Tuesday, 26 February 2013

Narrowboats for Sale.

In recent weeks we have learnt that two of our canal companion's are now leaving the “Cut” (canal) and selling their narrowboats. It’s sad to see them become land based again but they like us have travelled the canals of Britain quite extensively.

For anybody who may be interested in a canal adventure and wishing to purchase a boat of their own we can recommend both of these boats. Contact can be made through us or directly to the owners themselves. Both of our friends are also bloggers and the story of their lives aboard can be followed on the following links.

Uccello and Gypsy Rover at Radford Semele, Warwickshire. Grand Union canal.Narrowboats Uccello and Gypsy Rover at Radford Semele, Warwickshire. Grand Union Canal.Our moorings in Birmingham opposite the NIA. Feb; 2010.Narrowboats Uccello and Gypsy Rover in Birmingham  Feb  2010.

The first boat is one we travelled with for quite a few months. Owned by Derek and Carrie  “Narrowboat Uccello” is a comfortable well maintained boat. We have also actually cruised on this boat while dog sitting the boat’s mascot, “Bungie” when we were land based in March in Cambridgeshire while waiting for our new motorhome to be built.

Our last sighting of Uccello at Aldersley junction.Narrowboat Uccello at Aldersley Junction.Captain Dot and first mate Bungie.Captain Dot and first mate Bungie on Narrowboat UccelloThe fish don't want to play today.Derek on Narrowboat Uccello at March, Cambridgeshire

The second boat “Piston Broke” is owned by Paul and Lynne and has recently been stretched and extensively refurbished. Paul being an ex marine engineer has been very fastidious and everything had to be as close to perfect as possible.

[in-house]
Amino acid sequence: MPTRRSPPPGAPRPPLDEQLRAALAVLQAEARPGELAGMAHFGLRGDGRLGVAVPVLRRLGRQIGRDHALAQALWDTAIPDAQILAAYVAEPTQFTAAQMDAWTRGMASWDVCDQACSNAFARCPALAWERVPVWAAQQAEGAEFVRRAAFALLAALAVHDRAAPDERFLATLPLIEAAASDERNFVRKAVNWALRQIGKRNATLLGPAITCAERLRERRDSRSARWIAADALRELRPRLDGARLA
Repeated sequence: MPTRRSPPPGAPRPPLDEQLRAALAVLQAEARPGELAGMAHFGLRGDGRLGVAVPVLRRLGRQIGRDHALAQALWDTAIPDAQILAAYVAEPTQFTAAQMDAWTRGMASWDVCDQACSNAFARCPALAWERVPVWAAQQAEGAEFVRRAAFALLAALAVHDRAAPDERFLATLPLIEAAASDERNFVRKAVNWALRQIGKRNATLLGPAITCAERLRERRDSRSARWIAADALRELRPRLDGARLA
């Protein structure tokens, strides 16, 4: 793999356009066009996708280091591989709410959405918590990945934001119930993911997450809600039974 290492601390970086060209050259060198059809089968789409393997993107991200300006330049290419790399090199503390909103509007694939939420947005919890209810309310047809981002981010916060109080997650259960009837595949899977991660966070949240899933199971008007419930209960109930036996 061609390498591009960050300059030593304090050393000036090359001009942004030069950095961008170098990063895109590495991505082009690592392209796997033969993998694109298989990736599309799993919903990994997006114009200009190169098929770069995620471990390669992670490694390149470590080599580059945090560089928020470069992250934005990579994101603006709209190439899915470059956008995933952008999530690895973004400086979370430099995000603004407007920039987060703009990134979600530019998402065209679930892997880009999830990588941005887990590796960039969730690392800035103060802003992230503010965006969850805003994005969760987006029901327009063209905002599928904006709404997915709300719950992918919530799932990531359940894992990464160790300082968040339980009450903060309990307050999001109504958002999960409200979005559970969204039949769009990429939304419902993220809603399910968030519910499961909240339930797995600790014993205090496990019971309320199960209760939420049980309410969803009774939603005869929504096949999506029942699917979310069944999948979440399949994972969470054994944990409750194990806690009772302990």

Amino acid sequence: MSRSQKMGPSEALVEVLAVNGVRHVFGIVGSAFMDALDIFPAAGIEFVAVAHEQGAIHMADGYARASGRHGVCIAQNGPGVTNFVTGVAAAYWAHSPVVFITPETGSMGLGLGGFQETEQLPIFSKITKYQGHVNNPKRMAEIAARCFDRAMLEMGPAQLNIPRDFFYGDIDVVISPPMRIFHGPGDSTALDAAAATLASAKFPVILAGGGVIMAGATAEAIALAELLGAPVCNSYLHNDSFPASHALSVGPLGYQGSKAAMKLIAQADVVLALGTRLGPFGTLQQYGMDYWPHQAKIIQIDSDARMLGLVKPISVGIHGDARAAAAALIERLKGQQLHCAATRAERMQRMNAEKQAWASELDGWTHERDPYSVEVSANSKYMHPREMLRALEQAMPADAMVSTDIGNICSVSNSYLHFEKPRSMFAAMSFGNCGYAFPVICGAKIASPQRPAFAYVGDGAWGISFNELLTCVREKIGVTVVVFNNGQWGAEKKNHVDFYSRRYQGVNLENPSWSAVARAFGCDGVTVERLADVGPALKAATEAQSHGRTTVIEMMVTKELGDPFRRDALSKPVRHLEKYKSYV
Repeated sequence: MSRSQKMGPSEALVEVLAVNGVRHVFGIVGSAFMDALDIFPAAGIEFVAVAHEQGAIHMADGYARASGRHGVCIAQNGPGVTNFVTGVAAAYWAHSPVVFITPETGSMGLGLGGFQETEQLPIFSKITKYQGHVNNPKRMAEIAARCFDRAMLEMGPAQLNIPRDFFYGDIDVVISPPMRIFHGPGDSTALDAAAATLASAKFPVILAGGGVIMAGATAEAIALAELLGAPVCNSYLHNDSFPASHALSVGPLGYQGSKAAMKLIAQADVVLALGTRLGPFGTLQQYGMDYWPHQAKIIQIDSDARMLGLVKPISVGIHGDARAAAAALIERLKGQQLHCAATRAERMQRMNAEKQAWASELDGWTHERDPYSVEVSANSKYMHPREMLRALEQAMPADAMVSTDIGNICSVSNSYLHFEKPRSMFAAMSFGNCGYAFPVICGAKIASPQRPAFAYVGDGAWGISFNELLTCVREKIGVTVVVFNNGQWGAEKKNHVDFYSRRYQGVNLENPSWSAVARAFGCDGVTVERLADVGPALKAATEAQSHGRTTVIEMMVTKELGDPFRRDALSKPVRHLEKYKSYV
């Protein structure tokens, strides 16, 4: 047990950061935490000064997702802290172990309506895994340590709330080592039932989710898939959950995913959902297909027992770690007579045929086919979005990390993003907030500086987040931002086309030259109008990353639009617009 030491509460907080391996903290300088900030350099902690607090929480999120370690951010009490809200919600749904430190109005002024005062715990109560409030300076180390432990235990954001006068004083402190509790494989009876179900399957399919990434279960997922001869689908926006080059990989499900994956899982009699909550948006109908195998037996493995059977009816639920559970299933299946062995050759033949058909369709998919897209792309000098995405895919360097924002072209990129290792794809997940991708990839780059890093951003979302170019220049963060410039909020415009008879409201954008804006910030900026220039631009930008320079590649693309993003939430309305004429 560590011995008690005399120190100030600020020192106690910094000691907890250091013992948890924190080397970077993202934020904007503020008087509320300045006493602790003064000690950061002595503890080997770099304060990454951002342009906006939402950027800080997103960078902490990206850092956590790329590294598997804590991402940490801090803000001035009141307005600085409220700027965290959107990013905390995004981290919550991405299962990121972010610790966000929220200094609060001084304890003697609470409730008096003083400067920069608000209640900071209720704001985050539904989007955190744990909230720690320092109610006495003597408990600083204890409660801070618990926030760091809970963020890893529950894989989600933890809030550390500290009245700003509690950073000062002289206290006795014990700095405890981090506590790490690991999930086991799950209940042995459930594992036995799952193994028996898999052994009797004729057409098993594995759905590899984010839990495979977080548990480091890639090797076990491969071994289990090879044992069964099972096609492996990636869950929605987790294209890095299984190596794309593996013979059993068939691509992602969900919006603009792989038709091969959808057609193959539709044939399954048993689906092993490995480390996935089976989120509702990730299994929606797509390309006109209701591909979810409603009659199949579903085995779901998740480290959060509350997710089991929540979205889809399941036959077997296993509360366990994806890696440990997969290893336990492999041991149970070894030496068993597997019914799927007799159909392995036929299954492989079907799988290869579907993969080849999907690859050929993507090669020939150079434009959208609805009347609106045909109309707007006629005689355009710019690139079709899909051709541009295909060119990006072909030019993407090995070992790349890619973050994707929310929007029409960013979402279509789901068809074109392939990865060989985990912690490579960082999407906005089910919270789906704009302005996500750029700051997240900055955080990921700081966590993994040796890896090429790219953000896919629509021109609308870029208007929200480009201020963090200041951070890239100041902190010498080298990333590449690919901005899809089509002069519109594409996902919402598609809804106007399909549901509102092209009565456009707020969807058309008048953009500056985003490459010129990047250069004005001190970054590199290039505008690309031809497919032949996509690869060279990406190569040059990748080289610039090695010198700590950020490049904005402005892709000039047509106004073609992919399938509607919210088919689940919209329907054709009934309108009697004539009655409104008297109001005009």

Paul and Lynne moored at Bugsworth basin.Narrowboats Piston Broke and Gypsy Rover moored at Bugsworth Basin.

Friday, 22 February 2013

Laid Low

Yes we are still alive, well almost. Since we returned home from our safari three weeks ago I have been performing the chief cook and bottle washer routine including shopping, housework and gardening.  Wow, hope Dot gets well soon. She has had an unknown virus which has really hit her.  The doctor originally thought it was viral pneumonia but all the chest x-rays and blood tests dispute that. Drastic way to loose weight apparently but she has lost several kilos in the meantime.  Hopefully things are starting to look up and she is heading back in the right direction.  For the last two evenings we have even managed to go out walking which was an intention we had when we moved here nearly 4 months ago.

Last weekend we were to attend a combined rally with Wellington and Wairarapa Caravan Clubs in Otaki but had to give that a miss.  Next weekend is a rally in Featherston which we have still not committed to, Robin and Jenny are hoping to move that weekend as well so time will tell.

What fantastic weather we have been having, almost unbelievable we have had little rain since before Christmas, and none on the rain radar in sight either. Drought conditions ahead maybe! Water restrictions are in force and they say Levin is running very low in water.  Ouch.

Today being the 2nd Anniversary of the Christchurch Earthquake and its severe loss of life, our thoughts go to all the people of Christchurch who are still suffering.

Tuesday, 5 February 2013

Home again.

Day 16. Yesterday the weather was wet and miserable with some not too light down pours. We had arranged to visit the Herb Farm for lunch and have a look at what natural herbal remedies they make and sell. Luckily this was all under cover. Last night the weather turned really sour with high winds, thunder and lightning.

Kereru or Native Pidgeon feeding in a bush outside the motorhome.Kereru or Native Pidgeon feeding in a bush outside the motorhome.

This morning we were up bright and early as we had booked the motorhome into the nearest Fiat dealership for a service. As we had to pass through Palmerston North to get home it made sense to get it done before going home to save a return journey. There is no Fiat dealer in Levin.

Unfortunately it didn’t get done as quickly as we would have hoped so we visited old friends from Dot’s schooldays. They own and operate a motel just on the edge of town. By the time we did collect the motorhome we didn’t leave Palmerston North until lunchtime.

Sunday, 3 February 2013

Where do we go from here?

Following GR.Dot’s following Gypsy Rover!